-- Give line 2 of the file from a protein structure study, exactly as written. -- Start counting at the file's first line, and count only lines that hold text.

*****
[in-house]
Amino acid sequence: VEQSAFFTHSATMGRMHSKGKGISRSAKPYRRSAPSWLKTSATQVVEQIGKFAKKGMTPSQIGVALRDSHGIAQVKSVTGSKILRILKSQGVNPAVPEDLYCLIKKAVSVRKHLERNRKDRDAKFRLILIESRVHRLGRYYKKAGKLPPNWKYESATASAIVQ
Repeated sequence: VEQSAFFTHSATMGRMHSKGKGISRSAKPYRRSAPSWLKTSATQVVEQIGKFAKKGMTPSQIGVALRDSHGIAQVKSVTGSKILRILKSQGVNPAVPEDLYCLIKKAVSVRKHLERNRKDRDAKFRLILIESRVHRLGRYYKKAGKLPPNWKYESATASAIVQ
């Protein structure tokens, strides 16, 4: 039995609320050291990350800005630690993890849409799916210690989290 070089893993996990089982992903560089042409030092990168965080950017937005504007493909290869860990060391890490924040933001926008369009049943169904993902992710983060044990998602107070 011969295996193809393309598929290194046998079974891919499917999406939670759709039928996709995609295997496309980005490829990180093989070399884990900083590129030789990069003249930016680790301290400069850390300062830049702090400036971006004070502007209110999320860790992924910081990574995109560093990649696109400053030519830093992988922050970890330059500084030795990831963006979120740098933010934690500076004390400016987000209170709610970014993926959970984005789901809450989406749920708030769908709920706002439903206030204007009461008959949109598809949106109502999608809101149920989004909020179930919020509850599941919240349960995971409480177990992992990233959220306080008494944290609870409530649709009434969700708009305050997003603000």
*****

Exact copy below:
Amino acid sequence: VEQSAFFTHSATMGRMHSKGKGISRSAKPYRRSAPSWLKTSATQVVEQIGKFAKKGMTPSQIGVALRDSHGIAQVKSVTGSKILRILKSQGVNPAVPEDLYCLIKKAVSVRKHLERNRKDRDAKFRLILIESRVHRLGRYYKKAGKLPPNWKYESATASAIVQ